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Nat Commun. 2016 Jan 19;7:10408. doi: 10.1038/ncomms10408.

Iron Age and Anglo-Saxon genomes from East England reveal British migration history.

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Wellcome Trust Sanger Institute, Hinxton, Cambridge CB10 1SA, UK.
Australian Centre for Ancient DNA, School of Biological Sciences and The Environment Institute, University of Adelaide, Adelaide, South Australia 5005, Australia.
Oxford Archaeology East, 15 Trafalgar Way, Bar Hill, Cambridge CB23 8SQ, UK.
Oxford Archaeology South, Janus House, Osney Mead, Oxford OX2 0ES, UK.
School of Forensic and Applied Sciences, University of Central Lancashire, Preston PR1 2HE, UK.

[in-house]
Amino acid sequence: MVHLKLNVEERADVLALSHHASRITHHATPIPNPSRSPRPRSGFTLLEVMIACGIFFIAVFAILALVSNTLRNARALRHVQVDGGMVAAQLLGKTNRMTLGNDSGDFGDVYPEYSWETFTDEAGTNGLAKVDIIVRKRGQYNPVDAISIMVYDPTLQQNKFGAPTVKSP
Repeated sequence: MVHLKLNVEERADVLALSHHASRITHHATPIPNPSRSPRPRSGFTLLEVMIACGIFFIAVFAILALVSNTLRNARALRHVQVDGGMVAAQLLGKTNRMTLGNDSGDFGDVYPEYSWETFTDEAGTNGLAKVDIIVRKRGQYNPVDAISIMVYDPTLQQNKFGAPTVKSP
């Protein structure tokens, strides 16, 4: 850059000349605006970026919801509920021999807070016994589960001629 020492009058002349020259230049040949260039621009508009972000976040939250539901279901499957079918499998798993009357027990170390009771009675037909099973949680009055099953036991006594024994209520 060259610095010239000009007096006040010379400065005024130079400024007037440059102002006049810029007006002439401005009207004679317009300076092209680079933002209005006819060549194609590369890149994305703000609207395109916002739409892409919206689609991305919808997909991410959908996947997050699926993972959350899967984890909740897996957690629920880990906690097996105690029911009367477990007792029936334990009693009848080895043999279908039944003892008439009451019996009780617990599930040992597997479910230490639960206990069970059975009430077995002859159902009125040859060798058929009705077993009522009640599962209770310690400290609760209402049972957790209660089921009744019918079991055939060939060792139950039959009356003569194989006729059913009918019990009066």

British population history has been shaped by a series of immigrations, including the early Anglo-Saxon migrations after 400 CE. It remains an open question how these events affected the genetic composition of the current British population. Here, we present whole-genome sequences from 10 individuals excavated close to Cambridge in the East of England, ranging from the late Iron Age to the middle Anglo-Saxon period. By analysing shared rare variants with hundreds of modern samples from Britain and Europe, we estimate that on average the contemporary East English population derives 38% of its ancestry from Anglo-Saxon migrations. We gain further insight with a new method, rarecoal, which infers population history and identifies fine-scale genetic ancestry from rare variants. Using rarecoal we find that the Anglo-Saxon samples are closely related to modern Dutch and Danish populations, while the Iron Age samples share ancestors with multiple Northern European populations including Britain.

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